Synopsis: The true story of Captain Richard Phillips and the 2009 hijacking by Somali pirates of the US-flagged MV Maersk Alabama, the first American cargo ship to be hijacked in two hundred years.
Stars: Tom Hanks, Catherine Keener, Barkhad Abdi, Max Martini, Yul Vazquez, Michael Chernus, Chris Mulkey, Corey Johnson, David Warshofsky, John Magaro, Angus MacInnes
Director: Paul Greengrass
Running Length: 134 minutes
Trailer Review: Here
TMMM Score: (9/10)
Review: For some reason, I resisted seeing Captain Phillips longer than I should have. Though I had many chances to attend it during its advance screening phase I either found another screening to attend or came up with a reason why I didn’t want to sit through it. I got the feeling this was one movie that you had to be in the right frame of mind/mood to see and I didn’t want to see it just because it was next on my list.
Finally, in the last few weeks it was the right time and after seeing it I wished I hadn’t waited so long. Though I knew the basic plot of the film and how it was all going to turn out, I had deliberately distanced myself from further details so I could let the movie fill in the gaps for me as it developed. I’m glad I did too because Captain Phillips turned out to be one of the more gripping films I’ve seen all year, housing two unforgettable performances.
The film begins with two men heading to sea. The first man is Tom Hanks (Joe Versus the Volcano, Cloud Atlas, Splash!) in the titular role, an old school sea captain that finds himself taken hostage by Somali pirates when they make their way onto the cargo ship he’s piloting. The second man is newcomer Barkhad Abdi as Muse, the leader of the pirates who makes a bold play for such a large ship and winds up increasingly over his head as his hurried plans go awry. Though neither men know it at the outset, both are embarking on a trip that will alter their lives (and the lives of the men that serve under them) forever.
Director Paul Greengrass has staged his previous films (United 93, The Bourne Supremacy, The Bourne Ultimatum) with a herky jerky handheld camera style that sent more than a few green faced audience members running for the bathroom but thankfully there’s precious little of that here. The rugged camerawork of Barry Ackroyd perfectly captures the oncoming meeting of the two captains and Greengrass works with editor Christopher Rouse to amp up the tension slowly until the final act of the film turns into a total edge of your seat nailbiter.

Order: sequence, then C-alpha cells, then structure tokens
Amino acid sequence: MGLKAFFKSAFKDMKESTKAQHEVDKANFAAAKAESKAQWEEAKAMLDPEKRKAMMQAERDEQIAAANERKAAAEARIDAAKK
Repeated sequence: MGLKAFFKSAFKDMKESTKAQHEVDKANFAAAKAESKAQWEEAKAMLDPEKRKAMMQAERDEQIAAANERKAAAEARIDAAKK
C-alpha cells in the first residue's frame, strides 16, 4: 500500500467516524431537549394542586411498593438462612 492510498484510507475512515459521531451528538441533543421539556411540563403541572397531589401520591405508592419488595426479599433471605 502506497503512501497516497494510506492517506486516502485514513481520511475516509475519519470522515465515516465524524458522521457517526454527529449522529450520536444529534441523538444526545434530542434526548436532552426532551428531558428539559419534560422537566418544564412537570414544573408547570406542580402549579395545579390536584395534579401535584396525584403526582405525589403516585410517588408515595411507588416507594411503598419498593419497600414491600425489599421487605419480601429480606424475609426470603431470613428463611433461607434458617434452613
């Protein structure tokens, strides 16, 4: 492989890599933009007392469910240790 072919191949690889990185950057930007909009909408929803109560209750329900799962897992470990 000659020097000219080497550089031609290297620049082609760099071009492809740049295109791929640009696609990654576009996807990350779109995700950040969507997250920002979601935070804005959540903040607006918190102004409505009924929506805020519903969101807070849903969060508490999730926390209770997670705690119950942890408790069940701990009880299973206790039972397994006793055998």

Working with a script from Billy Ray (Color of Night, The Hunger Games) adapted from the book by the real Captain Phillips that wisely refuses to make the Somali pirates totally evil, the film gets more interesting as it goes along because we begin to understand why these Somali men have gone after the ship with such vigor. We know they are in the wrong but without being overly sympathetic to the pirates there is empathy shown that makes the film that much more commanding.
I’ve grown accustomed to Hanks being solid in every movie he’s involved with. Though I think his genial personality has given him a few more free passes on lousy films than the normal Hollywood star would get, there’s no denying that the man has charisma that only maturity in the business can bring. I found him to be slightly miscast as Walt Disney in Saving Mr. Banks with too many aw shuck-y moments but as Captain Phillips he reminds us all why he’s won two Oscars and been nominated for three more. I had been told that Hanks was particularly effective in the final ten minutes of the movie and while that’s definitely true, I found him to be locked and loaded for greatness from the moment he appeared on screen.
If Hanks hits a home run than Abdi knocks it out of the park. A former cab driver in Minnesota, Abdi was picked along with three other Somali actors for roles in the film and Abdi delivers one of my favorite performances of the year. In a role that’s equal parts bravura machismo and childish naïveté to the danger he’s making for himself, Abdi dissolves completely into the role at times alternating between fear and desperation in his quest. Without giving too much away, I think there’s one decision Abdi’s character makes with the full knowledge of what the outcome will be…yet he makes it anyway because it’s the only choice his character can live with at that point in time. It’s a haunting performance, totally captivating, and honestly unforgettable…writing about it now I still shudder at several passages of the film he has total ownership of.
This is a great film – don’t be a wuss like me and put it off for so long that your attention is clouded with other less worthy films. Hanks and especially Abdi do incredible work and if I’ve failed to mention anyone else in the film it’s not because they aren’t great as well…it would just be unfair to single out any one of the talented ensemble that supports Hanks/Abdi deliver the performances they have.
Not to be missed.